A dad who lost his wife to a rare genetic cancer which his children are now at risk from has received an award in recognition of his outstanding contribution towards life-saving research.
Cancer Research UK’s annual Flame of Hope Awards acknowledge remarkable efforts in fundraising and volunteering made by people from all walks of life.
Jo Williamson scooped the Uniting Communities award, beating off stiff competition from across the UK. Jo, 69, of Auchterhouse, near Dundee was congratulated at a special online presentation last week. (October 16) This was in place of a ceremony in London hosted by Cancer Research UK’s chairman, Sir Leszek Borysiewicz, which had to be cancelled to protect the country’s health during the COVID-19 outbreak.
Retired wine buyer Jo whose wife Sue died aged 57 from cancer on December 23 2003 after a 10 year fight with the disease knows first-hand just how crucial research is to accelerate progress and ensure more people survive. After supporting the charity for more than two decades, Jo was chosen to star in a UK wide tv campaign called ‘I Pledge.’
He was filmed hill walking at dawn as the sun came up on one of the coldest days of the year for the campaign which encourages people from all walks of life to make a pledge- or promise- right now to leave something in their Wills to help beat cancer for future generations. He appears in the tv advert, poster and billboard campaign alongside nurses, doctor and scientists who commit to turn these pledges in to new breakthroughs and create new hope.
Jo said: “It’s a fantastic campaign which I’m proud to be a part of and feel very passionately about.
“My wife Sue was a great family person and our children were absolutely the most important part of her life. I’m fortunate now to have seven grandchildren and I know how much Sue would have loved them too. If I have money left to leave in my Will when I die then I’ll leave that money to my four children and if you like,research in to cancer is my fifth child.
"I plan to divide everything in to five. We’ve been fighting cancer as a family for a long time now and this is a powerful way to leave an incredible gift of hope. I was amazed to even be nominated for a Flame of Hope award but to win is an honour. In the decades since I started supporting the charity I’ve seen huge leaps forward in life-saving research.”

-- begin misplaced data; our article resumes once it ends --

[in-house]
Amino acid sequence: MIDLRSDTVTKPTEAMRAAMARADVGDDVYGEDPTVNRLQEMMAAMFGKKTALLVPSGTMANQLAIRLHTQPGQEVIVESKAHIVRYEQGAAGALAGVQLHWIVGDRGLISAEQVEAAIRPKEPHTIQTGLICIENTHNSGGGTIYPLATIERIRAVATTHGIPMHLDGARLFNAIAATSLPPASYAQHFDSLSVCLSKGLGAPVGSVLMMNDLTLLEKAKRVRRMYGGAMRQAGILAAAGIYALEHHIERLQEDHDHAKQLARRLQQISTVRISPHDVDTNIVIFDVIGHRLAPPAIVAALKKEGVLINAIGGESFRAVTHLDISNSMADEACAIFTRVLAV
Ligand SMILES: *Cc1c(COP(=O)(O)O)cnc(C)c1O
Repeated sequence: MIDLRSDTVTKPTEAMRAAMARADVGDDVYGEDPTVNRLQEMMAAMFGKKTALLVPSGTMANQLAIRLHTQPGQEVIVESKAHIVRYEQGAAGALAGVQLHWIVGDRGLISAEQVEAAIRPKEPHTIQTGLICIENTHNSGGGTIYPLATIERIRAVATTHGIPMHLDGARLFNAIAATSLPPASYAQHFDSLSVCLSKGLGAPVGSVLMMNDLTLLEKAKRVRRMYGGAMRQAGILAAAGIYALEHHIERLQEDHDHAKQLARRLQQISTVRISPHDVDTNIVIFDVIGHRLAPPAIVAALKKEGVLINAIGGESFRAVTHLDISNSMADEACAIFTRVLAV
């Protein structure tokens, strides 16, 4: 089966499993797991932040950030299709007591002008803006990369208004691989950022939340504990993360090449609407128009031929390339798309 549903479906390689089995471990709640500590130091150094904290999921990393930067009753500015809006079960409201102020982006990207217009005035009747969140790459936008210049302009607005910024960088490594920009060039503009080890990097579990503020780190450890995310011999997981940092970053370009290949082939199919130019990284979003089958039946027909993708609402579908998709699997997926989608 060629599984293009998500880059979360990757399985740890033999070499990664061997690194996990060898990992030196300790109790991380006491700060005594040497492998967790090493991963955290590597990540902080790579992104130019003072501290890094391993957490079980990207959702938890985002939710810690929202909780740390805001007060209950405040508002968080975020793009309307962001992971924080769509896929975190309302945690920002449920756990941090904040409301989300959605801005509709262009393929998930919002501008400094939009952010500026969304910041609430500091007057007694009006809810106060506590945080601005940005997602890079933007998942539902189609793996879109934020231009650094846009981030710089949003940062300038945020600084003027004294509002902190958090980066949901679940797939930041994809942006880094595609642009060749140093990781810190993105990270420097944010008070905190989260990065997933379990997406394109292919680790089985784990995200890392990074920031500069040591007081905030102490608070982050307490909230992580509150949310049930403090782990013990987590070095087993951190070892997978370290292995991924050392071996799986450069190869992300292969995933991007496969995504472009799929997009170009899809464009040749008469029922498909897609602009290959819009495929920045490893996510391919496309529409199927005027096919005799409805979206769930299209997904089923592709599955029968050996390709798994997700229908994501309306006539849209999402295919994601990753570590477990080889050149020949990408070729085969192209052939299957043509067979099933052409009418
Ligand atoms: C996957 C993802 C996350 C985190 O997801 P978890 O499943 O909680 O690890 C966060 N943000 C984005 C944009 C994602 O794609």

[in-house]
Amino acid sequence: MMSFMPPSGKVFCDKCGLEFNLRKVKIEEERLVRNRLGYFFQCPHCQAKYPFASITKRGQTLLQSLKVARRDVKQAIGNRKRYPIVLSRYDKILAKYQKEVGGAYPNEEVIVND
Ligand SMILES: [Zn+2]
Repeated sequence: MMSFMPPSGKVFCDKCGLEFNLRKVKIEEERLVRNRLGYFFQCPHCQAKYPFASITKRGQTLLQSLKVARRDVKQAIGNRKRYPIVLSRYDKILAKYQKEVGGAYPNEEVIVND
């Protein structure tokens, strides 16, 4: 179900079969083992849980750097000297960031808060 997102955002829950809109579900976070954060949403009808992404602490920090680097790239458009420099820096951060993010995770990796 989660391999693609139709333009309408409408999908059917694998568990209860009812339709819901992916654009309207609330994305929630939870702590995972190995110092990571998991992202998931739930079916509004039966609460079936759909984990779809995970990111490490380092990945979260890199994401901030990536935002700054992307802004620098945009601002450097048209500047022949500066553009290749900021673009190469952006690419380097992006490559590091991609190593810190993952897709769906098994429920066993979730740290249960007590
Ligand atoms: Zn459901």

Jo who has been a campaigns ambassador for Cancer Research UK since 2016, regularly emails MSPs to help keep cancer services a top priority for the Scottish Government. He also raised £80,000 in three months by taking part in the Medoc Marathon through the French countryside.
Michelle Mitchell, Cancer Research UK’s chief executive, said: “The Flame of Hope awards give us the opportunity to celebrate and say thank you to our enormously generous volunteers and supporters for their fantastic work.
“Covid-19 has slowed us down but we will never stop. We are determined to continue our research to create better treatments for tomorrow. Cancer Research UK has continued to work through world wars, recession and other periods of major disruption. We remain as focussed as ever on beating cancer and I want to thank everyone who has supported us through this time.
“Cancer Research UK’s pioneering work in to the prevention, diagnosis and treatment of cancer has helped save millions of lives but that’s only possible thanks to the commitment of our supporters and volunteers, without whom it would not be possible to fund outstanding scientists, doctors and nurses.”
Jo was among a total of 61 individuals and groups from all across the UK recognised by the Flame of Hope awards. A trophy and a certificate will be posted out to his home.
The pandemic has caused a devastating loss of funding for cancer research. Following the cancellation of fundraising events like Race for Life, Cancer Research UK is expecting a staggering £160 million drop in income in the year ahead. As a result, the charity has made the difficult decision to cut £44 million in research funding.
Lisa Adams, Cancer Research UK spokeswoman for Scotland, said: “Every step we make towards beating cancer relies on every pound, every hour and every person.
“These awards are our way of honouring incredible people like Jo who give their time freely to raise money for research and promote greater awareness of the disease, and yet ask for nothing in return.
“It’s thanks to the support of the fundraising public and our amazing army of volunteers that we can continue to make a real difference and bring forward the day when all cancers are cured.”